Tuesday June 19, 2018

Buddhists in Thailand Celebrate Asanha Bucha and Lent Day

Buddhism’s Lent Day, which falls the day after Asanha Bucha, marks the beginning of Buddhist monks’ three-month retreat to their temples during the rainy season

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Buddhists carry candles while encircling a large Buddha statue during Asanha Puja Day, the eve of the Buddhist Lent, at a temple in Nakhon Pathom province on the outskirts of Bangkok, Thailand. Image source: Reuters
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Buddhists across Thailand gave offerings to local temples as they celebrated Asanha Bucha Day on Monday, July 18 and their religion’s version of Lent on Tuesday, July 19.

The Asanha Bucha holiday falls every year on the full moon of the eighth lunar month. It is the day that Buddhism was established when the Buddha established gave his first sermon to five disciples after attaining Nirvana in the Maruekhathayawan forest in India more than 2,500 years ago.

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Buddhism’s Lent Day, which falls the day after Asanha Bucha, marks the beginning of Buddhist monks’ three-month retreat to their temples during the rainy season.

Migrant workers from Myanmar offer donations at Wat Saket, July 19, 2016. Image source: (Pimuk Rakkanam/BenarNews)
Migrant workers from Myanmar offer donations at Wat Saket, July 19, 2016. Image source: (Pimuk Rakkanam/BenarNews)

In Narathiwat, a predominantly Muslim province in Thailand’s Deep South that is in the throes of a separatist insurgency, Buddhists offered alms in the morning at Khao Kong Park temple in Sri Sakhon district. Soldiers from the 9th Ranger Task Force and villagers attended the religious ceremony, carrying Lenten candles as part of the tradition.

Buddhist monks receive offerings at Wat Khao Kong park in Narathiwat province, July 19, 2016. Image source: Rapee Mama/BenarNews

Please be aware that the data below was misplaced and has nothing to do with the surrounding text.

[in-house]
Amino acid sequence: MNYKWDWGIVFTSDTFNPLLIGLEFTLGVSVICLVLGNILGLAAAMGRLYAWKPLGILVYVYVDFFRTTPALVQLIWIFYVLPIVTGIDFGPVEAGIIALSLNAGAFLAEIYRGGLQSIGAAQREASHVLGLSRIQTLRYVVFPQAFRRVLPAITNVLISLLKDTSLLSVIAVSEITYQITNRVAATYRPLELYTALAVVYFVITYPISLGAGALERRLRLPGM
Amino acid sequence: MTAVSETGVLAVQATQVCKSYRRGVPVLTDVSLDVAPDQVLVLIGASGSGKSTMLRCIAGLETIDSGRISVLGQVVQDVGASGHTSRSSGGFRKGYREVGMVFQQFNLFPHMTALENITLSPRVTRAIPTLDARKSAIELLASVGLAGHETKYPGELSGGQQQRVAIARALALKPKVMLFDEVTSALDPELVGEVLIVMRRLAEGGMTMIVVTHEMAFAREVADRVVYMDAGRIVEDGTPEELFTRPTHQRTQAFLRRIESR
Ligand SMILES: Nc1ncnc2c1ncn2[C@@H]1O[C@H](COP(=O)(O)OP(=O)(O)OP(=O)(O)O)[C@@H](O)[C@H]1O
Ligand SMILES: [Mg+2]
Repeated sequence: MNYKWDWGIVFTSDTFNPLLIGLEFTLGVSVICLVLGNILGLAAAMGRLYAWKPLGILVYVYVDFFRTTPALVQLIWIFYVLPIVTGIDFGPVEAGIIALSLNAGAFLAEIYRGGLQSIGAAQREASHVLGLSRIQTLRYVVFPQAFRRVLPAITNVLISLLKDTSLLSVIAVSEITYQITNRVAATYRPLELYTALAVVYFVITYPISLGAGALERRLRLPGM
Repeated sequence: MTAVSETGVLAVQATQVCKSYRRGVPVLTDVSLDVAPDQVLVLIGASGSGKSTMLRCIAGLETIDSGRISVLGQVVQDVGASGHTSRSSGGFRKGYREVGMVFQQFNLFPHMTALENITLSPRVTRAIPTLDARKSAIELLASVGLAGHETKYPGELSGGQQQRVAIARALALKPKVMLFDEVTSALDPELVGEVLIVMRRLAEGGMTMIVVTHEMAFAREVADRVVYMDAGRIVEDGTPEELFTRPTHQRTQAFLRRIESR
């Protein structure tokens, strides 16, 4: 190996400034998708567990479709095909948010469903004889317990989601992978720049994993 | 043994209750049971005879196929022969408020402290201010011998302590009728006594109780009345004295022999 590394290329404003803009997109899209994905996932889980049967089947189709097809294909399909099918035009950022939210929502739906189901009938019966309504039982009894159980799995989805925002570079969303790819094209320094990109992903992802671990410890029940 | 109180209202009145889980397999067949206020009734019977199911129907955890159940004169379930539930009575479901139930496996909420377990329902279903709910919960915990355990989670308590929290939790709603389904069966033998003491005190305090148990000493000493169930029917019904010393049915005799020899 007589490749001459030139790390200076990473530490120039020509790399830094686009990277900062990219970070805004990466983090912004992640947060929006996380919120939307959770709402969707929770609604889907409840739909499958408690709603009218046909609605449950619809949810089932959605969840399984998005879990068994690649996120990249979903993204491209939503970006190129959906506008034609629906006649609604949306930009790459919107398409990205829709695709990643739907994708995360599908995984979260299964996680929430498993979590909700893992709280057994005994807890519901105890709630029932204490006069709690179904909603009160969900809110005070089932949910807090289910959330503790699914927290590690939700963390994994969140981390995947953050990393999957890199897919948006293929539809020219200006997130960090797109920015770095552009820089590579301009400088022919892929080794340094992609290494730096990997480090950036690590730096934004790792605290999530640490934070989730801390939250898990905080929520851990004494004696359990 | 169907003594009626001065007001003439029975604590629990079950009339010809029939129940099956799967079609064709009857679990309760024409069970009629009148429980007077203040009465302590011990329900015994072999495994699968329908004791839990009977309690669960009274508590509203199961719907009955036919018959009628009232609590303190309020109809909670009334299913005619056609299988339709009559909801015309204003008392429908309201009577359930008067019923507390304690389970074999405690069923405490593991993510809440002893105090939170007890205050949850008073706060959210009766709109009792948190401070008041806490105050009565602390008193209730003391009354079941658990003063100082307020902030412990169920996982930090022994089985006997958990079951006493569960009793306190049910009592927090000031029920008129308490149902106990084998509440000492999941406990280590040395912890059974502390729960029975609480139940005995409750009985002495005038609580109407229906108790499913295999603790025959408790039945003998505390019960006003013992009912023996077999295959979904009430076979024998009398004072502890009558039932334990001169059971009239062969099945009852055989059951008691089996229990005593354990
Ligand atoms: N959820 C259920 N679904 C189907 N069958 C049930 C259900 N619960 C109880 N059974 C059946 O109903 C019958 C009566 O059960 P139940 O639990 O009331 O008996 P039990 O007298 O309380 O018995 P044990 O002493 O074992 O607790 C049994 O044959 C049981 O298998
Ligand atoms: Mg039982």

In nearby Yala province, teachers and students from a local school offered  phansa candles to monks. Traditionally, candles are given to the monks for use during their retreat.

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In the Deep South, a traditional candlelight procession was held during the daylight hours for security reasons.

Teachers and students from a local school offer phansa candles to monks at Wangmai temple in Betong district, Yala province, July 18, 2016. Image source: Nasueroh/ BenarNews
Teachers and students from a local school offer phansa candles to monks at Wangmai temple in Betong district, Yala province, July 18, 2016. Image source: Nasueroh/ BenarNews

In Bangkok, Buddhists from Myanmar who work in Thailand joined Thai Buddhists during festivities at the famous Golden Mountain Chedi, at the Wat Saket temple.

“This is a sacred place, you can wish for anything,” Nopeh, a Karen woman told BenarNews, referring to the Golden Mountain, which she visits at least once a year. (Benar News)

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Buddhist Monk Losang Samten Uses Colors to Spread Message of Peace

Samten was born in Tibet. When he was a young boy, his family escaped to Nepal fleeing Chinese Communist control of his homeland. They lived in a refugee camp for years.

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Former Buddhist monk and Tibetan scholar Losang Samten uses colored sand to build mandalas, circular images filled with complex iconography, which have great meaning in Hinduism and Buddhism. VOA

According to one estimate, there are a 5 quintillion, 5 hundred quadrillion grains of sand on earth, a number so large it must be approaching infinity. This makes sand an appropriate medium for the construction of spiritual images of the universe.

Former Buddhist monk and Tibetan scholar Losang Samten does just that, using colored sand to build mandalas, circular images filled with complex iconography, which have great meaning in Hinduism and Buddhism.